Human Nature And Evil In William Golding's Lord Of The Flies

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Throughout the novel of Lord of the Flies, William Golding provides a profound insight into human nature. Golding builds on a message that all human beings have natural evil inside them. To emphasize, the innate evil is revealed when there’s lack of civilization. The boys are constantly faced with numerous fears and eventually break up into two different groups. Although the boys believe the beast lives in the jungle, Golding makes it clear that it lurks in their hearts. The message of inner evil is portrayed throughout the book by the destruction of the conch, terrifying beast, and character developments to establish the hidden message throughout the novel.

For instance, at the beginning of the novel, the conch symbolized order and power.
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The name “Lord of the Flies” is a reference to the name of the Biblical devil Beelzebub, which symbolizes the evil that potentially exists in the heart of every human. The beast was first introduced in the novel by a boy, described as “shrimp of a boy, about six years old, and one side of his face was blotted out by a mulberry-colored birthmark.” (Golding, 27). In reality, the beast is not real, it actually represents the children 's fears about themselves. The boys end up letting out the beast, which is the savagery hiding within them. During Simon’s encounter with the Lord of the Flies, Golding reveals the central issue concerning human nature. Simon reaches the realization that they fear the beast because it exists within each of them. The Lord of the Flies tells Simon that the beast is inside each boy and cannot be killed. The boys go from behaving like civilized young men to brutal savages. “What I mean is…maybe it’s only us.” (Golding, 77). Although the boys laugh at Simon’s idea, his belief conforms Golding’s idea that inner evil exists. The boys develop into the beast when they kill Simon. Simon was desperate to explain the unidentified creature on the mountain but the boys weren’t in the mood for listening to him. With his brutal murder by the other boys, chaos takes over civilized order on the island. Piggy was the representative of maturity of thought and rationality. However, his maturity…show more content…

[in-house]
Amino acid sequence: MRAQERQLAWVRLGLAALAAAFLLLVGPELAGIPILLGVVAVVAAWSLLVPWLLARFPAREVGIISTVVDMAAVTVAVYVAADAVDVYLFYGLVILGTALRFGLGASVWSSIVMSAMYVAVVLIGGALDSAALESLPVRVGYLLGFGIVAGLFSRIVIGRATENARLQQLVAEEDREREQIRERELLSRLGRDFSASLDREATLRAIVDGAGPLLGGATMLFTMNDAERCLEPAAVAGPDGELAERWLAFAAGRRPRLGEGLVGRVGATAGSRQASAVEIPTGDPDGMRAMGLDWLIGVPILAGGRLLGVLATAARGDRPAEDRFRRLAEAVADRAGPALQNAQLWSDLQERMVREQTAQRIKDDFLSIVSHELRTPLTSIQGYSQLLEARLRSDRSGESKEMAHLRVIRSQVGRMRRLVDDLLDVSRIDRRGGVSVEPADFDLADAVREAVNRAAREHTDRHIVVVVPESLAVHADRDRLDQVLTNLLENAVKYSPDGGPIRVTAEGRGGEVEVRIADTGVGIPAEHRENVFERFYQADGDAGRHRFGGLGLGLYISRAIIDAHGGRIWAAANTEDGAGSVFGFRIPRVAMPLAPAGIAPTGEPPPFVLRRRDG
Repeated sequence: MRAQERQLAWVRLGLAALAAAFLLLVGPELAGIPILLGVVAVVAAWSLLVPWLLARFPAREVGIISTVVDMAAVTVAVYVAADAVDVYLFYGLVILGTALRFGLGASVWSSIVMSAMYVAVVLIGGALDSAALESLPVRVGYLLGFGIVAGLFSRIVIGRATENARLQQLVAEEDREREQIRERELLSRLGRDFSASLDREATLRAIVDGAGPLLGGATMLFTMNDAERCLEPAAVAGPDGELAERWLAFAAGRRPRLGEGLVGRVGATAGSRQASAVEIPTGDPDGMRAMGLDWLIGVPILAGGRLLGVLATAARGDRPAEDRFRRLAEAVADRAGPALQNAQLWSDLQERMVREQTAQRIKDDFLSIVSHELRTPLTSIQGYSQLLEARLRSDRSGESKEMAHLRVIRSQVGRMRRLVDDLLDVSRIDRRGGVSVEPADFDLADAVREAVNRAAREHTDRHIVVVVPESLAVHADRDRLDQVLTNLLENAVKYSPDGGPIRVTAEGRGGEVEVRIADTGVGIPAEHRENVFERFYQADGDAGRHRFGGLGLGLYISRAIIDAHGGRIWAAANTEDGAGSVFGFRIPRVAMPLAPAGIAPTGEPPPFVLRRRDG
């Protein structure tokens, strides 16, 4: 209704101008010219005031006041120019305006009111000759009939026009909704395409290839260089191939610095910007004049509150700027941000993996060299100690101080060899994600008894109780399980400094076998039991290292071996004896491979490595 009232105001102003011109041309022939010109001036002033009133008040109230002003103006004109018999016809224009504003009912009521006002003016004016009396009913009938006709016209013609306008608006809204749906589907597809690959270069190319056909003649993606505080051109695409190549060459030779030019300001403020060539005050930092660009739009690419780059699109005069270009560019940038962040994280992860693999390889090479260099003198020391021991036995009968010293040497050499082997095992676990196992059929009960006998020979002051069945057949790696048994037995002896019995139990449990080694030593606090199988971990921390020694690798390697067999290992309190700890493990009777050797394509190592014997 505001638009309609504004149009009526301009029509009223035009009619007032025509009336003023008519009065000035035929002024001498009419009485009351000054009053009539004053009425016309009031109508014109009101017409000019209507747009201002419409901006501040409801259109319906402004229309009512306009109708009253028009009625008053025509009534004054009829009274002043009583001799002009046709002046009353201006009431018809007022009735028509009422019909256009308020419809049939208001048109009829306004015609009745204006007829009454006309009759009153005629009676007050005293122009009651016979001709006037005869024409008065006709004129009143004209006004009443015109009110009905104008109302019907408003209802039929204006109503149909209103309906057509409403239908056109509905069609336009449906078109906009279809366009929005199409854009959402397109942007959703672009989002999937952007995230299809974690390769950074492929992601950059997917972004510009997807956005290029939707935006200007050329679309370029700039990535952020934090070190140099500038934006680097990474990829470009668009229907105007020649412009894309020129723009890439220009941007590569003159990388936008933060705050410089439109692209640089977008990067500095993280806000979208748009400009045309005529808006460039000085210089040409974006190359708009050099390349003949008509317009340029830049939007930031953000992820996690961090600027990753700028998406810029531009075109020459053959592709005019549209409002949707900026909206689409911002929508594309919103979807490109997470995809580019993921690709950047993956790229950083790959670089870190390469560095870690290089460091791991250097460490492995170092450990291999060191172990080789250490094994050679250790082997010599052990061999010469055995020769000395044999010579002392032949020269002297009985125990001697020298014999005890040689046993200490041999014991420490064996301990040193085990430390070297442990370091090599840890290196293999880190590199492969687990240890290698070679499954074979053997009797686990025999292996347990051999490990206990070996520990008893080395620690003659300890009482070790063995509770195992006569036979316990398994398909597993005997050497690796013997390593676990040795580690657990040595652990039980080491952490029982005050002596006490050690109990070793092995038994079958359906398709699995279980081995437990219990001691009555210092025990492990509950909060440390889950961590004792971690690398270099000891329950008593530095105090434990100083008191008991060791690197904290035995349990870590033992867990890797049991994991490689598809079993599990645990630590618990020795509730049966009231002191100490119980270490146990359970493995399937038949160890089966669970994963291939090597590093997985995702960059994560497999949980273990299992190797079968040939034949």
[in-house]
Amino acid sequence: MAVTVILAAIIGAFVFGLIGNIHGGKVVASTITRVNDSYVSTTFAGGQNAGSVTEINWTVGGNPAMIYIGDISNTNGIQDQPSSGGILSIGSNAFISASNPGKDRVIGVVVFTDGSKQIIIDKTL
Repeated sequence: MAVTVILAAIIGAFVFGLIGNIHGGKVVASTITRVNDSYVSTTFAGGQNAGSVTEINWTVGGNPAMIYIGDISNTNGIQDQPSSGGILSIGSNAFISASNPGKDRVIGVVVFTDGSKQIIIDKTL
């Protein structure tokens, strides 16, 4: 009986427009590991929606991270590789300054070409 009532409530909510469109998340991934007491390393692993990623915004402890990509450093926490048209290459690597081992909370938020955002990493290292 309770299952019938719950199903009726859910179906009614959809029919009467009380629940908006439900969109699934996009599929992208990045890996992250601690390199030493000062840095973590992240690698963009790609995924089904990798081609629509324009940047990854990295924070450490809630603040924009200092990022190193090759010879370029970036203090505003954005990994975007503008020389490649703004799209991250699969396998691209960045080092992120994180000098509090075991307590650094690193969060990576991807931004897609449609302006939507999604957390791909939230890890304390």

“They hate you, Ralph. They’re going to do you. They’re going to hunt you tomorrow.” (Golding, 170). After all the chaos from previous chapters of the novel, Ralph realizes that he’s completely isolated and lonely. No Piggy to talk sense, no Simon, and Samneric wasn’t by his side. Eric says, “Ralph, Jack, the chief, says it’ll be dangerous and we’ve got to be careful and throw our spears like at a pig. We’re going forward from this end until we find you.” (Golding, 170). Ralph has worked tirelessly to retain the structure of civilization and maximize the chances of being rescued. However, Jack and his tribe are eager to hunt Ralph down. In this final scene, it is clear that savagery completely took over civilization on the island. “Fun and games,” said the officer. (Golding, 181). The naval officer correctly identified the hunt, because the boys allowed the inner evil dominate themselves. “I should have thought a pack of British boys would have been able to put up a better show than that.” Ralph tried to explain to the officer that it was a jolly good show, like the Coral Island. “The officer, surrounded by these noises, was moved and a little embarrassed. He turned away to give them time to pull themselves together; and waited, allowing his eyes to rest on the trim cruiser in the distance” (Golding, 182). Even with the presence of the
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